Unpublished Dispositionunited States of America, Plaintiff-appellee, v. Stacey Haslett, Defendant-appellant, 787 F.2d 593 (6th Cir. 1986)Annotate this Case
BEFORE: RYAN, Circuit Judge; CELEBREZZE and BROWN, Senior Circuit Judges.
This matter is before the Court on appellant's motions for appointment of counsel and to proceed in forma pauperis on appeal from the denial of his motion to vacate sentence filed pursuant to 28 U.S.C. § 2255. The case has been referred to a panel of this Court pursuant to Rule 9(a), Rules of the Sixth Circuit. Appellant failed to respond to the Court's request that he file an informal brief, and upon consideration of the record, the panel unanimously agrees that oral argument is unnecessary Rule 34(a), Federal Rules of Appellate Procedure.
On September 23, 1983, appellant was sentenced to two concurrent three year terms of imprisonment as a result of a jury verdict of guilty of two counts of conspiracy to manufacture methaqualone in violation of 21 U.S.C. § 846. He did not prosecute a direct appeal, but did move for a reduction of sentence. That motion was denied, apparently as untimely.
Appellant filed his Sec. 2255 motion on August 22, 1984, alleging three grounds for relief: (1) government bribery of a witness;, (2) perjury of a major government witness, and (3) government failure to disclose evidence favorable to the defense. The district court denied the motion and dismissed the action as frivolous.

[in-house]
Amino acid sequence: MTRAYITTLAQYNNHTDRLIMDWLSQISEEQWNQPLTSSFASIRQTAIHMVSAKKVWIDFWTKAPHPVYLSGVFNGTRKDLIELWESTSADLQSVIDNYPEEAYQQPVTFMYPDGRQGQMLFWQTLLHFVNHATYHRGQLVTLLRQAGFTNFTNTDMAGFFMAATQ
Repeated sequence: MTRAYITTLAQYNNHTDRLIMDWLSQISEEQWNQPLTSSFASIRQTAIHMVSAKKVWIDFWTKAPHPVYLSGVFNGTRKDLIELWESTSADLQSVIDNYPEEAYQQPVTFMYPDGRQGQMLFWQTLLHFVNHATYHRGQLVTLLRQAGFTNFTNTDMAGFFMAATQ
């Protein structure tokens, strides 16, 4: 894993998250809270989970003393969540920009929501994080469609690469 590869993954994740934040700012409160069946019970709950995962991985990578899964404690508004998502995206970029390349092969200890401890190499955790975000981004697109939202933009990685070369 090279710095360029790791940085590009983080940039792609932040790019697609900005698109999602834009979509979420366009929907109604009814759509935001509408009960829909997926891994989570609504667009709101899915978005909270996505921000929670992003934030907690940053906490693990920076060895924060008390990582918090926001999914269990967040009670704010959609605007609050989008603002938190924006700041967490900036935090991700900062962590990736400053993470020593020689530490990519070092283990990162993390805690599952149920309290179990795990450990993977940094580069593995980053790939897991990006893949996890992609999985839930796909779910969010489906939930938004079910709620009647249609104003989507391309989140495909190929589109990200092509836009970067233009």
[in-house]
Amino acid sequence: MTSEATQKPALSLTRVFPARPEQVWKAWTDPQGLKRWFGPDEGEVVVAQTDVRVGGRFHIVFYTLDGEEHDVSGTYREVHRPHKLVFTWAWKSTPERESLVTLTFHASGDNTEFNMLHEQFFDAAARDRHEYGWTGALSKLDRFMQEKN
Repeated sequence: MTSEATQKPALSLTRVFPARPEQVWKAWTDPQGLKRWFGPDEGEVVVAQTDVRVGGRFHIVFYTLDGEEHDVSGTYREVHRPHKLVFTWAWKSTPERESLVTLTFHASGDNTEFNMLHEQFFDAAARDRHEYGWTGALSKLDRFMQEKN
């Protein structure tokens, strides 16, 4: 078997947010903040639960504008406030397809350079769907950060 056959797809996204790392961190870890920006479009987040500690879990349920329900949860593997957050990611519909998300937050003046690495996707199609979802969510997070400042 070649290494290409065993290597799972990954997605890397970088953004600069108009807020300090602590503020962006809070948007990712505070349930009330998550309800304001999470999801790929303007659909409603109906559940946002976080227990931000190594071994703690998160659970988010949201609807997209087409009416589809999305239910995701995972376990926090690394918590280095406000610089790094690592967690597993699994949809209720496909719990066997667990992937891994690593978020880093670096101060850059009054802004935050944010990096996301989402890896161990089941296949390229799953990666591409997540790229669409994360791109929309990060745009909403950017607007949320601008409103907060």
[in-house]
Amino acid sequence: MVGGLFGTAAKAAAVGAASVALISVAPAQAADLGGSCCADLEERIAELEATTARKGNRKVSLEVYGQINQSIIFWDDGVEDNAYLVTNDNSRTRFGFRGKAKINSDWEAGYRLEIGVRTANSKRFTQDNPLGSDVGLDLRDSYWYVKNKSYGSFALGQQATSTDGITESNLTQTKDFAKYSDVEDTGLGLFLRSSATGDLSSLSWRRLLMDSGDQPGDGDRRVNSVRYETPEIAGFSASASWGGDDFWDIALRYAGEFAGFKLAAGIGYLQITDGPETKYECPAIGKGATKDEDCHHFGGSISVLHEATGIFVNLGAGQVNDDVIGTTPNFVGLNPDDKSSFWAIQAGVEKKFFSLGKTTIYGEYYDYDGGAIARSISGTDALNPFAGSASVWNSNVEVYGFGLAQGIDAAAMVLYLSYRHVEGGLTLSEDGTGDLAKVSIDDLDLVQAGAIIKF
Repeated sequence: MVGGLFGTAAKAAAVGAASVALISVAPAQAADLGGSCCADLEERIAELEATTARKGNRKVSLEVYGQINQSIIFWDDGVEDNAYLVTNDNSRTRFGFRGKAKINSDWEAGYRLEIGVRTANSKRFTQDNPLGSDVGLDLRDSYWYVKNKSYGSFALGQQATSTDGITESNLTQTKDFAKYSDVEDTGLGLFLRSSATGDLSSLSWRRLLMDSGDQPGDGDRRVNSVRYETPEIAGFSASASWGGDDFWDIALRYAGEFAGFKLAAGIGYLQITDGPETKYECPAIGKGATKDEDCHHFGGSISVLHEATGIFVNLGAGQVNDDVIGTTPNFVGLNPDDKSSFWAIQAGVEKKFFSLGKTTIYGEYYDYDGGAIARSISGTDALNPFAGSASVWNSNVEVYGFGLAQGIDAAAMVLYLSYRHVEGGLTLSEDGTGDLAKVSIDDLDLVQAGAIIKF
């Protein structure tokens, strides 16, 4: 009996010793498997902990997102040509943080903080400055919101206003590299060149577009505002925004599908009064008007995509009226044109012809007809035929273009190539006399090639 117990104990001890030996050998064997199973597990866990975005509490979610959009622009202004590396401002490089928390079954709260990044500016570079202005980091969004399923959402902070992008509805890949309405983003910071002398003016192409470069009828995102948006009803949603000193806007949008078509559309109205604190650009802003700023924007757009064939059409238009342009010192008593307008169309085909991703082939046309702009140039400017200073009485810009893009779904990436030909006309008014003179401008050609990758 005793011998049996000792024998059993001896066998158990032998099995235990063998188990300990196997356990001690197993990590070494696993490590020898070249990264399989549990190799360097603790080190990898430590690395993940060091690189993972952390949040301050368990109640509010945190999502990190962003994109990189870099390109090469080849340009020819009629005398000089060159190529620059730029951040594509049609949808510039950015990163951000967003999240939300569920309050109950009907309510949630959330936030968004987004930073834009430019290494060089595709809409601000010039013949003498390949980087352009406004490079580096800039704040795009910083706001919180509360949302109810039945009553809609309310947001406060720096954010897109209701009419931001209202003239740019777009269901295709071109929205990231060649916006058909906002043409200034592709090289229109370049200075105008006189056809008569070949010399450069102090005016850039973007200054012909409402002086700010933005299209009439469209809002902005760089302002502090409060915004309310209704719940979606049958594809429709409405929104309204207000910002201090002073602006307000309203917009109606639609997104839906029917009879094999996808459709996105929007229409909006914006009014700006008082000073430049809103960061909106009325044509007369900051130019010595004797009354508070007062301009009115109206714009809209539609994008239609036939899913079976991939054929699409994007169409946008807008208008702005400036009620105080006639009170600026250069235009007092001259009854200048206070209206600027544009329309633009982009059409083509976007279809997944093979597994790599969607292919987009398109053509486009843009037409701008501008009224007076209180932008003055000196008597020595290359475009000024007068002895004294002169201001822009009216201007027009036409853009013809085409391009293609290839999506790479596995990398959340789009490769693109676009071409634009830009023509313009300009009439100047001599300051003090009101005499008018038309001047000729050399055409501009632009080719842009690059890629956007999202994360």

Appellant's first grounds for relief--government bribery of a witness--is based on an alleged newspaper article in which Kevin O'Hara (a paid informant) supposedly claimed that he was promised $2000.00 to 'get Haslett.' Mr. O'Hara was principal prosecution witness against appellant. The record reveals that appellant did not include a copy of this article with his Sec. 2255 motion and therefore, this Court cannot consider any allegations concerning this article. Rule 10(a), Federal Rules of Appellate Procedure; & 9 Moore's Federal Practice Sec. 210.08 (2d ed. 1985).
The second argument advanced by appellant is that Mr. O'Hara committed perjury by not testifying that he was receiving $2000.00 for 'getting Haslett' when questioned about the money he had been paid in connection with appellant's case. The record establishes that the government's pre-trial disclosure of the informants revealed the money Mr. O'Hara had been paid to date. Mr. O'Hara testified that he had received certain sums of money from various law enforcement agencies. There is no indication from the record that Mr. O'Hara perjured himself concerning the alleged payment of $2000.00 because the record is void of any evidence that he ever claimed that he was paid 'to get Haslett.'
The final claim advanced by appellant is that the government failed to disclose evidence favorable to his defense because the government failed to reveal that it offered $2,000.00 to Mr. O'Hara. Again, there is simply no factual support of record for appellant's claim that the informant was paid $2,000.00 in exchange for testifying against appellant.
Assuming that appellant's allegation that the witness/informant received $2,000.00 is true, it would not have been material within the meaning of United States v. Bagley, ---- U.S. ----, 105 S.Ct 3375, 84 LEd 2d 481 (1985), so as to require a reversal of appellant's conviction.
It appears that the questions on which this cause depends are so unsubstantial as to not require further argument. Rule 9(d) (3), Rules of the Sixth Circuit. Therefore, it is ORDERED that the final judgment of the district court be affirmed and the motions for appointment of counsel and to proceed in forma pauperis be denied.